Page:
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I guess I just wanted a push towards the go ahead line... I'll be doing a wet compression test just for the fun of it, but I'll take away the head to have the valve seats + guides redone to also use unleaded fuel, I'll also replace the piston rings while I am at it and also all engine + transmission seals (At the time I have to put shelves under the car to collect all the oil mess)
 

Johnny

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Hi again, on my BJ7 I had similar compression results. I did have two burnt exhaust valves which is common. All I did was remove the cylinder head replaced the two exhaust valves and lapped in the remaining valves. With the head off I did clean up the combustion chamber. Since I don't drive the car that much I didn't replace all the valves with hardened valves and seats. I did replace the head gasket and both intake and exhaust gaskets and of course rebuilt the carbs. My car only had about 44K miles on it and I felt a complete rebuild unnecessary. The car runs great by the way and I have driven it about 4K miles, with very little oil consumption. With the head off you can check the cylinder walls especially at the top of the piston travel for wear and unevenest.
 

Keith_M

Jedi Knight
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Oil consumption is more likely to be excessive oil in the rocker cover because of worn shaft and bearings going down guides that will also be worn.

X2. Before you remove the head, look through the oil filler cap and see how much oil you're getting from the rocker arm. Ideally, it should barely seep out at idle. If you have oil squirting up at idle, you probably have way too much oil in the upper end and it's leaking down through the guides. Get a new rocker shaft and rebush the rockers to take care of the problem. It's not all that expensive and not all that difficult, and can make a big difference in oil consumption.

Keith
 

TimK

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HealeyOilLeaks.jpg


This is my oil leak story. I haven't done it, but a good suggestion (from Randy Forbes, I think) was to use copper crush washers under all the transmission cover bolts. I'd also suggest using aircraft Hylomar sealant on the gaskets and bolts.
 

EV2239

Jedi Warrior
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On the question of sealant I cannot recommend Loctite 5699 too highly. It' not expensive and it seals gaps of up to 1mm, it doesn't clog oil ways, it's easy to clean off and the seal breaks easily.

Most old engines don't have very rigid blocks, so as the revs rise so does the vibration and if you keep going all the sump bolts fall out! A friend who was an engineering student back in the sixties told me that happened with most Brit engines of the time at much over 4000 revs, so Loctite Threadlock on the sump bolts is good too.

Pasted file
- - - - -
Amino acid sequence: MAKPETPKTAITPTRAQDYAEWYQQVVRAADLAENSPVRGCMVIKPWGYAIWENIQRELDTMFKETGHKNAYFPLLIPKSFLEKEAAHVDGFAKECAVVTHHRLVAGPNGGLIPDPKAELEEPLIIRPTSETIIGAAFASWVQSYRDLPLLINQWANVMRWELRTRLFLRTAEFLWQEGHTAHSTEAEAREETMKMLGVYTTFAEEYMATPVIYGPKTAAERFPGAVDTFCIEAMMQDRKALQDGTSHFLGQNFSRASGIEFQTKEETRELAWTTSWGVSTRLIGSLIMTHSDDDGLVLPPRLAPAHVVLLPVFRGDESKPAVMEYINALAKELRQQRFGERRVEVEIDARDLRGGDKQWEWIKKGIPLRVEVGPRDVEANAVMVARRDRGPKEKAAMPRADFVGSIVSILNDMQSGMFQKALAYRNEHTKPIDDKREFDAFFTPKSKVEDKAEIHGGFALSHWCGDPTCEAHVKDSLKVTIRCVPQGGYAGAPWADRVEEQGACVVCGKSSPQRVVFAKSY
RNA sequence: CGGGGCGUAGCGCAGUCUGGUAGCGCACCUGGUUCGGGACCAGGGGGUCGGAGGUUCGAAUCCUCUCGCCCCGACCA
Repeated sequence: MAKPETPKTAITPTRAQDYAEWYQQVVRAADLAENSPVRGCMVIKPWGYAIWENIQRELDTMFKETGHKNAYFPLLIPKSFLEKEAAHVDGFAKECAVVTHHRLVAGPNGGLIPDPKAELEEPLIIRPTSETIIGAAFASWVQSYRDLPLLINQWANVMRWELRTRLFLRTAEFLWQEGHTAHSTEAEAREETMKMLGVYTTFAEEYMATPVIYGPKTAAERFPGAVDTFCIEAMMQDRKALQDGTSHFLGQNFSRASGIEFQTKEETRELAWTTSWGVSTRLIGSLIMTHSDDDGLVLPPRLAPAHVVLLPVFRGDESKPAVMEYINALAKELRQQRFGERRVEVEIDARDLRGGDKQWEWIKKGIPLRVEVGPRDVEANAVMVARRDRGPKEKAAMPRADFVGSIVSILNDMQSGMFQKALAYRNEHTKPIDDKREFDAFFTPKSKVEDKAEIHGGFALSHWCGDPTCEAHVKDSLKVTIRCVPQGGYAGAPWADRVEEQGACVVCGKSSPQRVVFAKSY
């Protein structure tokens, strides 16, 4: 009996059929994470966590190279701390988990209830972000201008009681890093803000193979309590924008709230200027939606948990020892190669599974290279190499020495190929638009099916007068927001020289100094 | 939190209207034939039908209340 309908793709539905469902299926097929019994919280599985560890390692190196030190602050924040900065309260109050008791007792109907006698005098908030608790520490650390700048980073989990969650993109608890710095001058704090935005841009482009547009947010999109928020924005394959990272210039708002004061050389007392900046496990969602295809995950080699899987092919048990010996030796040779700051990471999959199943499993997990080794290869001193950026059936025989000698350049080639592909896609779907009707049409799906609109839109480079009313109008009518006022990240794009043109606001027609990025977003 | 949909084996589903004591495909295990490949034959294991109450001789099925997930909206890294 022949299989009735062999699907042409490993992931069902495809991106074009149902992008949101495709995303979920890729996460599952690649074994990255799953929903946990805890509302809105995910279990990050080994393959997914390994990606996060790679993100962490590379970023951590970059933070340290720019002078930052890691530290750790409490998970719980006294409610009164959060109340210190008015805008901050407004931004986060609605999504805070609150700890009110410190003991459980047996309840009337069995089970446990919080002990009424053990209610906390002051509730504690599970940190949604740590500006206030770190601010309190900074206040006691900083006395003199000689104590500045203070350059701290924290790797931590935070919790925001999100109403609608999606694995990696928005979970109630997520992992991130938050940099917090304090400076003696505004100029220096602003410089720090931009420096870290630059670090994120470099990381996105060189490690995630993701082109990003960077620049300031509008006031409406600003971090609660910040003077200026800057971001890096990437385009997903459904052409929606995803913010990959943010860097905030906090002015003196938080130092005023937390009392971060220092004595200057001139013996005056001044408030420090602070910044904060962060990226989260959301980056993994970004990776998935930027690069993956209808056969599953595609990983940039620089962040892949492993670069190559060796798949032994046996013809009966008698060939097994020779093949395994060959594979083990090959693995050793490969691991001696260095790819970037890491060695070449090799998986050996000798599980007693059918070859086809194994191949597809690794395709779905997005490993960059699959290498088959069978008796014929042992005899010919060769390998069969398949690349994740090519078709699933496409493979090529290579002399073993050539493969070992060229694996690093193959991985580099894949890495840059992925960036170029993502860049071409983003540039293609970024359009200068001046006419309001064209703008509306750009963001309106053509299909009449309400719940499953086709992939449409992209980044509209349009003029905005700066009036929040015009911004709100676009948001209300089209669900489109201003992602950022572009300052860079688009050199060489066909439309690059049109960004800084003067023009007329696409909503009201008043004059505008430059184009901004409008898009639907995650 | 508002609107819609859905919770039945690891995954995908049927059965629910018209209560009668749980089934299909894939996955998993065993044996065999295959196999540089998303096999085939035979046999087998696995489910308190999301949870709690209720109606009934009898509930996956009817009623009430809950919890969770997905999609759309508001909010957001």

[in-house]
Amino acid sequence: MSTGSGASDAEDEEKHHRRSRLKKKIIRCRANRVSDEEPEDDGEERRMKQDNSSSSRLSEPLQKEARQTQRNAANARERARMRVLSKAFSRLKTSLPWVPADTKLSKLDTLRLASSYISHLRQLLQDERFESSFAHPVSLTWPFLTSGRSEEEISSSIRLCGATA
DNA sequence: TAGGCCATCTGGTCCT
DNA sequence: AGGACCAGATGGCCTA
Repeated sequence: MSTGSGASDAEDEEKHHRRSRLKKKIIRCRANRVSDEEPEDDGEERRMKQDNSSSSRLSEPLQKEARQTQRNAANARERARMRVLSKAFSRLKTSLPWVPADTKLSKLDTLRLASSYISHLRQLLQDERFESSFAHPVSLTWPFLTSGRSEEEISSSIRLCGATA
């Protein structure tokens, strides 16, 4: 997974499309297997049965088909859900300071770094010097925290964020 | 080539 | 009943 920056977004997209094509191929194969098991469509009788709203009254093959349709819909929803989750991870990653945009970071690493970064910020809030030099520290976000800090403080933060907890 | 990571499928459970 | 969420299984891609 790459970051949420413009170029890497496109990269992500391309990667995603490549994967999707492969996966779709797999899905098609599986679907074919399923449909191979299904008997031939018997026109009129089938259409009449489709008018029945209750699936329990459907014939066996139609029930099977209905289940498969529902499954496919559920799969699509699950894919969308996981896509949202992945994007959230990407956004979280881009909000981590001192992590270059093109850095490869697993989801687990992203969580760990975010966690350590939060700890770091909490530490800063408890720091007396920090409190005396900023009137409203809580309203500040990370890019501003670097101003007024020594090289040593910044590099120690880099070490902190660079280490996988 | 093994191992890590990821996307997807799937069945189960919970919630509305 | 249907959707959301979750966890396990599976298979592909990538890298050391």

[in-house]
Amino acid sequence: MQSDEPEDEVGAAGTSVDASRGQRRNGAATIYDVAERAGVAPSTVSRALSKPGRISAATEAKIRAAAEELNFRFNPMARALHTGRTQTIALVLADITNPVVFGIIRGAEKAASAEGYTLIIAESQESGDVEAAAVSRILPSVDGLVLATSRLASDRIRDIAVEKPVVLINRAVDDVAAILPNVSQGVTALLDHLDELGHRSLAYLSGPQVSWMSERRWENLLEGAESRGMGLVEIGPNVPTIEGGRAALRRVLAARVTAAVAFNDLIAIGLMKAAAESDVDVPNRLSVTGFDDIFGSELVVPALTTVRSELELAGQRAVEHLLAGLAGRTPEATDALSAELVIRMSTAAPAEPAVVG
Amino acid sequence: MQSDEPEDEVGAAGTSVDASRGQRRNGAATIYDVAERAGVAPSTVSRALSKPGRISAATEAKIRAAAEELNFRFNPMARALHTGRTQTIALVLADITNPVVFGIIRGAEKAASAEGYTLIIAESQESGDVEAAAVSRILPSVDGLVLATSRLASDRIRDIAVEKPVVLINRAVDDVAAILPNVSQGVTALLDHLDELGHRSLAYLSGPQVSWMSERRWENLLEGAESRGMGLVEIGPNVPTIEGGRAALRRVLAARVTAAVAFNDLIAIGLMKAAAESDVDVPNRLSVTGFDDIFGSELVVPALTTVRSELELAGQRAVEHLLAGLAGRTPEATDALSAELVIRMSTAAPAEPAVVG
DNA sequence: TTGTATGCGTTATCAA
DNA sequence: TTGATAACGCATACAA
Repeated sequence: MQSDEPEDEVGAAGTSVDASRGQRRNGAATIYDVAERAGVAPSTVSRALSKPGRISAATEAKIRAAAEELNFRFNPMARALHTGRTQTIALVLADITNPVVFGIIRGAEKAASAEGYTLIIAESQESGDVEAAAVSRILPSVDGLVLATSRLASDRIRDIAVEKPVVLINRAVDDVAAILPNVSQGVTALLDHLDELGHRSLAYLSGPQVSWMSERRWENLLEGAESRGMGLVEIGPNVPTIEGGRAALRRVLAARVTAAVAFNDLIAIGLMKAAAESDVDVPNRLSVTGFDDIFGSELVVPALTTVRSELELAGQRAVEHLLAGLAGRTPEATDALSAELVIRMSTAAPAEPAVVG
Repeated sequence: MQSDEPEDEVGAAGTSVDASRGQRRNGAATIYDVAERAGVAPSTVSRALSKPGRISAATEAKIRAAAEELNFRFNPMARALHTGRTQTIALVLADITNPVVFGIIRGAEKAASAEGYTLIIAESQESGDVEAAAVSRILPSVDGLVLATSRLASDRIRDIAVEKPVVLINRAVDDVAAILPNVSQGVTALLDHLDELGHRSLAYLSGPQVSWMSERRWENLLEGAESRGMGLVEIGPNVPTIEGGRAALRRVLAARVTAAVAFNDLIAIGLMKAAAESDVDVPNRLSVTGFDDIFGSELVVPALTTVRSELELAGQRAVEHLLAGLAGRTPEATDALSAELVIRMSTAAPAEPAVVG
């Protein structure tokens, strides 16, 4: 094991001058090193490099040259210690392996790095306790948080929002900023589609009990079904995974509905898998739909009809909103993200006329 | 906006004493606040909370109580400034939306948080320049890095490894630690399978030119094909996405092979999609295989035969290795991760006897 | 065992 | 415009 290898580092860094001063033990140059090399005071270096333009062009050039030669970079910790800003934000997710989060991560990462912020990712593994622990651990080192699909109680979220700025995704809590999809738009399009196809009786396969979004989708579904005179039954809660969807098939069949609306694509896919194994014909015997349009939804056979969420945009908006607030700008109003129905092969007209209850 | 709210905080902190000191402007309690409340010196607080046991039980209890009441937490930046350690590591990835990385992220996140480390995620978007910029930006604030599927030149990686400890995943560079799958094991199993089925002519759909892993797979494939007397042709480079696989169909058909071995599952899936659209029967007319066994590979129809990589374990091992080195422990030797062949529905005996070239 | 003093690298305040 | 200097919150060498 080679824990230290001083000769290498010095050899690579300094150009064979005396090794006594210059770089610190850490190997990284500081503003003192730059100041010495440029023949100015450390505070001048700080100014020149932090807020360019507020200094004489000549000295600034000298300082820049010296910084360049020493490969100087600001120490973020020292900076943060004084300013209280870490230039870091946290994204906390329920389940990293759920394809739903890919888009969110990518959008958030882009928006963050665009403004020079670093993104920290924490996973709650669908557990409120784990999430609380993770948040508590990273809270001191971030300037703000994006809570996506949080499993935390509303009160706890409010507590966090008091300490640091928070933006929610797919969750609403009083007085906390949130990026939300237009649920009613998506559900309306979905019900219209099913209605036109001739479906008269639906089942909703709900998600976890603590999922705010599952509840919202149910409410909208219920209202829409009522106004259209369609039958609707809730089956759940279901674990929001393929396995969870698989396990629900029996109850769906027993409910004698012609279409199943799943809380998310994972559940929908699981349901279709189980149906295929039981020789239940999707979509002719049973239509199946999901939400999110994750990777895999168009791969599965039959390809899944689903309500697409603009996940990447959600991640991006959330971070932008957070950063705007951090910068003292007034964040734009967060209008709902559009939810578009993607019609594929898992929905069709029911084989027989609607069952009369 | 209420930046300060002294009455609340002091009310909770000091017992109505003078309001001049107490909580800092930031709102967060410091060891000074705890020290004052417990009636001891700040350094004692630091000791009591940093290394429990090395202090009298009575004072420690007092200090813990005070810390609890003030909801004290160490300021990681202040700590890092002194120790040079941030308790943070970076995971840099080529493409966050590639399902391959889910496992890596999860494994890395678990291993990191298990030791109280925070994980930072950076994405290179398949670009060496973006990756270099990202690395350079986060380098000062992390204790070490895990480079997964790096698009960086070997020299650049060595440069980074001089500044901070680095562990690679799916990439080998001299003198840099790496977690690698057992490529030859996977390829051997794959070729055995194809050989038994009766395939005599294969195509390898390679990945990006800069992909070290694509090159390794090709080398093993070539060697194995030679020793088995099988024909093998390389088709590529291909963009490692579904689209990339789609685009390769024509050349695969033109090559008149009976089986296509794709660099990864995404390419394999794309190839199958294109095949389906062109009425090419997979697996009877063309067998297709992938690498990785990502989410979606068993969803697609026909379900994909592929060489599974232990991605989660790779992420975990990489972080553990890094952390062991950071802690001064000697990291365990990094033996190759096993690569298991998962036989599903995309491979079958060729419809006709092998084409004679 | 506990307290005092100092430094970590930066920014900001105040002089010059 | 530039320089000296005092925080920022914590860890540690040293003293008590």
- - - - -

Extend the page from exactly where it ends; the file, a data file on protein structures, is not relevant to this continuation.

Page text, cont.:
I'm depressed to think I've been using both for 40 years now!
 
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me61ic

me61ic

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X2. Before you remove the head, look through the oil filler cap and see how much oil you're getting from the rocker arm. Ideally, it should barely seep out at idle. If you have oil squirting up at idle, you probably have way too much oil in the upper end and it's leaking down through the guides. Get a new rocker shaft and rebush the rockers to take care of the problem. It's not all that expensive and not all that difficult, and can make a big difference in oil consumption.

Keith

Keith, I started the engine yesterday for the last time before taking it out of the car, I'll be preparing and disconnecting stuff during the week, and plan to take engine+gearbox out on Saturday. I filmed a couple of videos at idle with the oil cap out, but could not see much oil squirting. I have uploaded the videos to youtube, what do you think (by the way the engine is not that noisy, but the wind produced by the fan was almost a hurricane) I have also recorded the Oil Pressure, don't remember who asked what the pressure was, by the way what is the normal pressure for this car?

https://www.youtube.com/watch?v=TdQ99UNXwC4

https://youtu.be/75VLqCIlm1A

https://youtu.be/_d2Xq3gp0qI

https://youtu.be/jMyg9VShR3k
 

Keith_M

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It's a little hard to tell how much oil you have coming up through the rockers from the video, but it doesn't look excessive. Mine squirted a full inch even at idle. In reading back through the posts in this thread, it really sounds like you're leaking the oil rather than burning it. Leaks come from everyone on Healey's. The rear main is a common place, but usually only after turning off the engine.

I don't know what's "normal", but in my freshly rebuilt engine oil pressure is about 40 psi at idle and 60 when driving.

It sounds like you're taking the engine out of the car, so I think the advice given sometime earlier in this thread is sound. Tear it down and rebuild as necessary. If you're doing anything with the valves it makes sense to put in hardened seats.

Keith
 

TimK

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My healthy engine with 100,000 miles and new rocker arm shaft and pedestal bushings has 60 psi when cold and 40 when hot. Hot idle is 20 psi. I use 20w50 Castrol.